And even where there are county hospitals, they are under funded and over loaded - that's why not everywhere has them. And the patients who can't pay for their own care there tend to only go when the situation is dire enough to require them to utilize the more expensive ( for the taxpayers footing the bill) emergency room services ( which also clogs the emergency room making it slower for the cases that ERs are designed to treat. This is something I saw over and over again for thirty years, working in just such a place.

Wouldn't it just be better, for them and for us, if they were provided good accessible non emergency services so that they didn't have to wait till things became dire? Or is that something you are opposed to? It seems to me that your attitude is " oh well, if it gets bad enough they can just go to the county ER."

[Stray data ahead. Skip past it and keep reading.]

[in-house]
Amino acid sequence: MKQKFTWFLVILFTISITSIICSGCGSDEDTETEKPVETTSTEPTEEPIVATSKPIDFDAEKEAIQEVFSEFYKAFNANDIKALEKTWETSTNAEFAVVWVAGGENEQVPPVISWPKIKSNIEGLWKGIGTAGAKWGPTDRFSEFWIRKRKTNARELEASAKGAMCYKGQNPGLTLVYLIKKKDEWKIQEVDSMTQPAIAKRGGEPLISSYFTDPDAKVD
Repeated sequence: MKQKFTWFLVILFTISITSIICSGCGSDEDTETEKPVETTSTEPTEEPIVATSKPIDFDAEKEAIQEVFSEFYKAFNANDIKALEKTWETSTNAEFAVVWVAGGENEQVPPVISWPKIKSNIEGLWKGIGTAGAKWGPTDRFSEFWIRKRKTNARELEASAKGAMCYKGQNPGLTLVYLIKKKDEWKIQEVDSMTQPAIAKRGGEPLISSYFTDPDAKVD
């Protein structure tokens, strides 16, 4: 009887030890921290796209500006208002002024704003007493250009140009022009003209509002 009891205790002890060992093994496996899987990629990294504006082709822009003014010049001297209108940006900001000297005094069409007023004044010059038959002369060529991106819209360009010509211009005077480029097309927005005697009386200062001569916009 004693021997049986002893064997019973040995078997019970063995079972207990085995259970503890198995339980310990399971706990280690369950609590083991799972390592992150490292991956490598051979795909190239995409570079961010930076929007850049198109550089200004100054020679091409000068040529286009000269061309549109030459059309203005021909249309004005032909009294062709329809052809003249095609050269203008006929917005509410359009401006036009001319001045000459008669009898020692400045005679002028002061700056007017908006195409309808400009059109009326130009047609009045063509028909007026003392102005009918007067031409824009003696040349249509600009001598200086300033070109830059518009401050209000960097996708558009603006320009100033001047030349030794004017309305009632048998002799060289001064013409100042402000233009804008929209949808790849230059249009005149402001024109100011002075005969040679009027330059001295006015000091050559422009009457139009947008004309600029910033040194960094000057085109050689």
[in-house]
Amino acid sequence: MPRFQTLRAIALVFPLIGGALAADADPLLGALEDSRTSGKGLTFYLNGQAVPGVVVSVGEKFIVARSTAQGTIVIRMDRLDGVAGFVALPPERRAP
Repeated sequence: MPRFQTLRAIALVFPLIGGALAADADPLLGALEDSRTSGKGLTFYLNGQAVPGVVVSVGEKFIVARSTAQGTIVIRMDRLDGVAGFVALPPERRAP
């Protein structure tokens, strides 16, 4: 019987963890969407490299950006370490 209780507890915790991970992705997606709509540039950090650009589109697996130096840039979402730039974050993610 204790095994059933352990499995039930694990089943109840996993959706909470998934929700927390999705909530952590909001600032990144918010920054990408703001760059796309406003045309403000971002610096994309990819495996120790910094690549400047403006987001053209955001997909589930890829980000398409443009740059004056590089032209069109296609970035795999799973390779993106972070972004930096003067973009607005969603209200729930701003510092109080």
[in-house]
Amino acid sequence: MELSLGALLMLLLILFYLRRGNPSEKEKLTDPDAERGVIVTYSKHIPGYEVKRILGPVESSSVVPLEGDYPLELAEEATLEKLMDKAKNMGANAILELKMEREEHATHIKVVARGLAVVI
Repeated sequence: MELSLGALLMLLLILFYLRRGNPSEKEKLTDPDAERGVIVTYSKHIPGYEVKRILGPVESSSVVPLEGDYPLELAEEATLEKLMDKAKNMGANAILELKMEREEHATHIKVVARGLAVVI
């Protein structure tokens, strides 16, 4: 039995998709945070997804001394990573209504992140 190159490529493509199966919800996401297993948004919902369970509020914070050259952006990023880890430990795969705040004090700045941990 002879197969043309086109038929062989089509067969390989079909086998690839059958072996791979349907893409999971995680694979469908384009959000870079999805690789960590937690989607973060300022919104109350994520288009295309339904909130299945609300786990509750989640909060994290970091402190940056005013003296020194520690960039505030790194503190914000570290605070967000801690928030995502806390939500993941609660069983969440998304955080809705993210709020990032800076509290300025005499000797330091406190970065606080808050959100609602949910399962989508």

Fred Thorp
(BFThorp) - F
Re: Re: County Hospital on 10/24/2013 15:56:18 MDT Print View

D K

"Wouldn't it just be better, for them and for us, if they were provided good accessible non emergency services so that they didn't have to wait till things became dire? "

Absolutely. So...Why didn't we start there instead of F-in with the whole system? What do you expect will happen with the uninsured going forward? There will be some, some say a lot. Still the same problem.

David Olsen
(oware)

Locale: Steptoe Butte
I love my Tea Party Friends, just not their sins on 10/24/2013 16:29:11 MDT Print View